CoursesThe Constitution in the Classroom: Law, History, and Civil Dialogue
PSCI 398-301

The Constitution in the Classroom: Law, History, and Civil Dialogue

This course offers both a substantive introduction to constitutional law and the opportunity to teach the U.S. Constitution and civil dialogue skills inside Philadelphia schools. Substantively, we work to develop a sound understanding of the U.S. Constitution itself—its text, its history, and its caselaw. Taught by experts from the Constitution Center.

Designated as an Academically Based Community Service (ABCS) course.

Tuesdays, 10:15 AM – 1:15 PM

We begin with an overview of the Constitution’s text and the leading methods for interpreting it. From there, we explore the Founding era—the Constitutional Convention, the ratification debates, and the creation of the Bill of Rights. Finally, we survey key parts of the Constitution—covering the relevant text, its origins, its underlying principles, its history (including landmark Supreme Court cases), and areas of ongoing debate. Topics include: the separation of powers, federalism, slavery in America, free speech, religious liberty, gun rights, digital privacy, women’s suffrage, and the battle for equality.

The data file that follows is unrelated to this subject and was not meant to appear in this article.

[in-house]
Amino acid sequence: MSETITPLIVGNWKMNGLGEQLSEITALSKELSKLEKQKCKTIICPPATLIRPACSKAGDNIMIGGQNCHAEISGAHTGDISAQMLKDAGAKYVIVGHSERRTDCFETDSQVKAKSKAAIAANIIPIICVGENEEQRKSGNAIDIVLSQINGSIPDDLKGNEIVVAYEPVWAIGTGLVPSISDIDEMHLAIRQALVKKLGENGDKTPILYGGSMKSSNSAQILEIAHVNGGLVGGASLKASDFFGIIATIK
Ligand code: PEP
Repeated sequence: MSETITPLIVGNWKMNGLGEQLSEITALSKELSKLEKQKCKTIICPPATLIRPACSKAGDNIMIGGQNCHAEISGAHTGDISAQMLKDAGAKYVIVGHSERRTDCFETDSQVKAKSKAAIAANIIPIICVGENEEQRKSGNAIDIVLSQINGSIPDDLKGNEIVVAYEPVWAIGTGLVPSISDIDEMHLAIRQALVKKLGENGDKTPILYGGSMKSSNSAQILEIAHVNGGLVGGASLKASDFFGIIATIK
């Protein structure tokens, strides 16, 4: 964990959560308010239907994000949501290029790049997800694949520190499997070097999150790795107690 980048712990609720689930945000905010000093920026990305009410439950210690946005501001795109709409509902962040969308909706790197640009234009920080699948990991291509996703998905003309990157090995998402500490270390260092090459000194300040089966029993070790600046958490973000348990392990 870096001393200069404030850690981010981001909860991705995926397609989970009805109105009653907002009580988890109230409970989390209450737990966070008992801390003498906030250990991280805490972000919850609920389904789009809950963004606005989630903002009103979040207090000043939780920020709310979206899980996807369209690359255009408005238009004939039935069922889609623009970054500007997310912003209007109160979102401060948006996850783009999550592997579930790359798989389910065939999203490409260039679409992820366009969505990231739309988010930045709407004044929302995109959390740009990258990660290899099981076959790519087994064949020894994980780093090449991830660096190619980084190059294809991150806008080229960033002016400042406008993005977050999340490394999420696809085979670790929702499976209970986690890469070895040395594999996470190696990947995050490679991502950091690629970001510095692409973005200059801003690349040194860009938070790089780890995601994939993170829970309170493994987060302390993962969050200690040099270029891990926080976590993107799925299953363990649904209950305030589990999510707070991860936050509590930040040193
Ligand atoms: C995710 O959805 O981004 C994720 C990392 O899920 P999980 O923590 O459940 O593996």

Importantly, this course also includes a practicum component led by Dr. Kerry Sautner—the National Constitution Center’s Chief Learning Officer—focused on civil dialogue and the practice of historical thinking. Penn students work with Dr. Sautner and the Netter Center for Community Partnerships to teach the Constitution inside Philadelphia schools—covering civil discourse practices and the constitutional content addressed in the substantive course. In these classes, Philadelphia students will examine the Constitution through a mix of civil dialogue, critical thinking, and active listening—with a particular emphasis on the Constitution’s text and history, and how the Constitution affects the students’ lives. Class meets once a week for lecture and discussion. Students also coordinate with Dr. Sautner and the Netter Center to establish a plan for their work inside Philadelphia-area schools. In addition to lecture, students meet once a week with high school students in Philadelphia. Finally, students also complete a final term paper on a constitutional topic of their choice.

We The People Sign from outside of Constitution Center

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